Q: The Chicago Public Schools system has seen significant improvements in freshmen on track and high school graduation rates. CPS has also closed dozens of schools, used fiscal 2016 revenue to balance its 2015 budget and faces a roughly $700 million pension payment in 2016. Please give us your assessment of the academic and financial performance of the city's public schools. What is the key to improving public education in the city? Should members of the Board of Education be elected by the public or continue to be appointed by the mayor? Do you support the longer school day and year? Should CPS expand or reduce the number of charter schools? How should CPS close its significant budget gap?

Over the past 10 years, there has been a steady and gradual increase in academic performance in CPS students. Test scores and graduation rates continue to rise. However, we cannot rest until each student tests at or above the national average and is on track to graduate. Fiscally, however, CPS is in poor shape. The key to bettering education is more funding. I would recommend a hybrid school board; some member-elected and others member-appointed with strict special interest guidelines. I support the longer school day as it keeps kids engaged in constructive activities for an extra hour and fifteen minutes each school day. CPS should only expand charter schools if they are proven successes (such as Urban Prep). The unfortunate reality is that CPS has limited options as it relates to closing the budget gap. These options may include, but is not limited to, raising taxes, reallocation of its current investments, reduction of central office staff and better oversight in Principal spending.

Q: How would you attract more employers to your ward? How would you encourage employers to hire local residents? What have you done to promote economic development in your ward?

I would create a chamber of commerce that really works for businesses and residents in the community. (See response in question 3 above regarding TIF funds being reinvested in the community). In an attempt to promote economic development in the 24th Ward, I founded The Chicago Westside Music Festival ("WSMF"). WSMF . seeks to create a series of musical concerts that are FREE to the community and that establish the Westside as a destination for music and summer festival fun, drawing audiences from both local and citywide communities.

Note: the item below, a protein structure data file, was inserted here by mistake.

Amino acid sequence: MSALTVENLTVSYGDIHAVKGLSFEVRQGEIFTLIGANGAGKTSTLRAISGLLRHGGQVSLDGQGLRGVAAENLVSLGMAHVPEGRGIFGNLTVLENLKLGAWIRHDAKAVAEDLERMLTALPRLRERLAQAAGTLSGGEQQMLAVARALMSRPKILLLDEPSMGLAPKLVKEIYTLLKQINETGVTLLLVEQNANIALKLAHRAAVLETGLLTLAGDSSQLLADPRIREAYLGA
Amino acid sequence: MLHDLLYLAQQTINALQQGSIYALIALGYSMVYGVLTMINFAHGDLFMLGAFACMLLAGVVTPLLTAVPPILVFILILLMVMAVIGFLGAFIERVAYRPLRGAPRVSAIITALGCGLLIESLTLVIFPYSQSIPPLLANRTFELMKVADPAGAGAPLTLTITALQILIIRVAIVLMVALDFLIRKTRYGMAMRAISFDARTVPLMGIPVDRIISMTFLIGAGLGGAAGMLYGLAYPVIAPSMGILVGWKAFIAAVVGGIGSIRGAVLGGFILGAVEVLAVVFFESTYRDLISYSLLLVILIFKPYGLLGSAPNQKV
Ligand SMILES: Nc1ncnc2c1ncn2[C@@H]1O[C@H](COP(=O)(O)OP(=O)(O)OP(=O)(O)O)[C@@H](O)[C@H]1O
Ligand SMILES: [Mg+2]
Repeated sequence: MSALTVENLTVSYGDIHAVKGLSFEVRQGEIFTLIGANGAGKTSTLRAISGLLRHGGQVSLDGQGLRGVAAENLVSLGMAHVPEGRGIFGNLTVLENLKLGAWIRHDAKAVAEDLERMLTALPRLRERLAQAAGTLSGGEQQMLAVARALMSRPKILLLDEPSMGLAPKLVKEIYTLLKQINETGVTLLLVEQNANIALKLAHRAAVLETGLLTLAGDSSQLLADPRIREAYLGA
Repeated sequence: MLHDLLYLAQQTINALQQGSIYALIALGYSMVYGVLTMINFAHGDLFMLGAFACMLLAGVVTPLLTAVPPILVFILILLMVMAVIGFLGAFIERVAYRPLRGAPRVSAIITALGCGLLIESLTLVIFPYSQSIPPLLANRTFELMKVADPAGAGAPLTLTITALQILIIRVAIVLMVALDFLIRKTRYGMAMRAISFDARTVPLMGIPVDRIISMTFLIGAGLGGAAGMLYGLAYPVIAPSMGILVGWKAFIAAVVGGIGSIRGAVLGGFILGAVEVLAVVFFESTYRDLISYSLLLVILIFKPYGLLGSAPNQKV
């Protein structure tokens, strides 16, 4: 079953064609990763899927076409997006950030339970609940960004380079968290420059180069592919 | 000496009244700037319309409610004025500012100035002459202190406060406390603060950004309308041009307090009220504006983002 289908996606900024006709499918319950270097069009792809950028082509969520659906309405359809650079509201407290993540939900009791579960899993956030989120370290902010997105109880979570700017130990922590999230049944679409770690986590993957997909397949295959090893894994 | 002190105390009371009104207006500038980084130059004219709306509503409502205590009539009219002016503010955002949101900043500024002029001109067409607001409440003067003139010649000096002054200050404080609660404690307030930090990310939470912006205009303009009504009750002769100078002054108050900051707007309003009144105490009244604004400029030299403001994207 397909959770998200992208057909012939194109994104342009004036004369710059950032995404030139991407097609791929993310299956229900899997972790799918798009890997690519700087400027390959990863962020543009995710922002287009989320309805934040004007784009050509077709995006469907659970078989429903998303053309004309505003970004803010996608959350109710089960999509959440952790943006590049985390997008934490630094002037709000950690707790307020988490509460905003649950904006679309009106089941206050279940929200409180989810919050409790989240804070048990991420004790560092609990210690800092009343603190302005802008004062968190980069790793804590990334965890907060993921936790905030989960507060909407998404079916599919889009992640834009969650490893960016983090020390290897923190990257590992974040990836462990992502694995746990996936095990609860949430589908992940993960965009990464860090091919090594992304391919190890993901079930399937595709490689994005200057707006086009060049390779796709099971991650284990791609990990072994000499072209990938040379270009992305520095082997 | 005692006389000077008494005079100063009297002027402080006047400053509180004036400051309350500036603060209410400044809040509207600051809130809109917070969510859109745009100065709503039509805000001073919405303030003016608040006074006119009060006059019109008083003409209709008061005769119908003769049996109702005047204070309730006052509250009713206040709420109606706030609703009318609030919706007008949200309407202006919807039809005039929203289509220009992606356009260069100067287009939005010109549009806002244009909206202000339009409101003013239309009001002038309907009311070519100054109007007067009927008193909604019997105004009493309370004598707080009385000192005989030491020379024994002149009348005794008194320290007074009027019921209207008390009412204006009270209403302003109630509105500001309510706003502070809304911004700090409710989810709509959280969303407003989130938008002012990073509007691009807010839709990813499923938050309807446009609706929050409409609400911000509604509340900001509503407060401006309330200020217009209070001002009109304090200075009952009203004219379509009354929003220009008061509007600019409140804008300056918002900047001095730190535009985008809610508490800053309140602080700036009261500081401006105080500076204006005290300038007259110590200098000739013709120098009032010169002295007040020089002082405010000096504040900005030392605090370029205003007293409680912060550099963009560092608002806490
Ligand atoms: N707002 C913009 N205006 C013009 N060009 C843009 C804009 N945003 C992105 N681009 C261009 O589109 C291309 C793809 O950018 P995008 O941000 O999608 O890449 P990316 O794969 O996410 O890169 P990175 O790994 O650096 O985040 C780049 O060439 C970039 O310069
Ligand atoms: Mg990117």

Q: Do you support or oppose the City Council vote to increase the minimum wage in several steps to $13 an hour by 2019? Please explain.

I support an increase in the minimum wage, but we must be mindful of the burden this places on small business. Bottom line, if people have more money they spend more money which is great for the economy.

Q: Should the Lucas Museum of Narrative Art be built at the proposed location on Chicago's lakefront? Please explain.

Yes. This addition to museum campus would have a tremendously positive economic impact on tourism for the city, which will ultimately reach to the outlying communities.

Q: How can the city improve public safety? Please address the role and performance of the Chicago Police Department and the role of neighborhood residents in crime prevention. What have you done to improve public safety in your community?

The city could improve public safety by implementing a community policing unit similar to CAPS but with more street intervention. There is so much tension between police and residents because police no longer have personal connections with the residents they are serving. We need to focus on rebuilding this relationship. A suggestion could be placing police officers in locations from which they came. I spearheaded Police National Night Out, a community outreach program in which police came to various parks to meet with and speak to residents. I was also on the inception committee of Night Out in the Parks, which is a park district program that attempts to reduce the amount of crime that happens in the parks on the weekends and in the evenings during the summer. I am also an active coach with the North Lawndale Eagles elementary tackle football program. The program not only teaches the game of football but also social interaction and life lessons. The program helps keep kids off the street and reduces crime.

Q: Do you support Chicago's traffic light camera program? Please explain.

The controversy around the red light program derives from it being touted as a public safety measure as opposed to a revenue generating tool. The City is in need of alternate revenue generating sources. I believe the messaging should change to reflect its actual intended purpose.

Q: Should Chicago reduce the number of aldermen in the City Council?

It depends. There is a large number of aldermen in the City Council but it is difficult for one person to serve so many constituents in a large area. The benefits of having so many aldermen is that they are so localized and more in tune with community issues and needs but I do believe this number could be decreased with proper staffing and additional resources. Attention must also be paid to redrawing the map of each ward.

Q: What is your highest priority for improving your ward? What is the greatest concern you hear from residents of your ward?

There are three main issues that work together in my plan to improve the 24th Ward, education, economics and reduction in crime. If you are better educated, you have better opportunities and a better economic base, which ultimately results in a reduction of crime. These are concerns I hear from residents in the ward.

Q: Please tell us something about yourself that would surprise us.

Outside of going away to Atlanta for college, I have lived in one-mile radius my entire life.

City Council, 24th Ward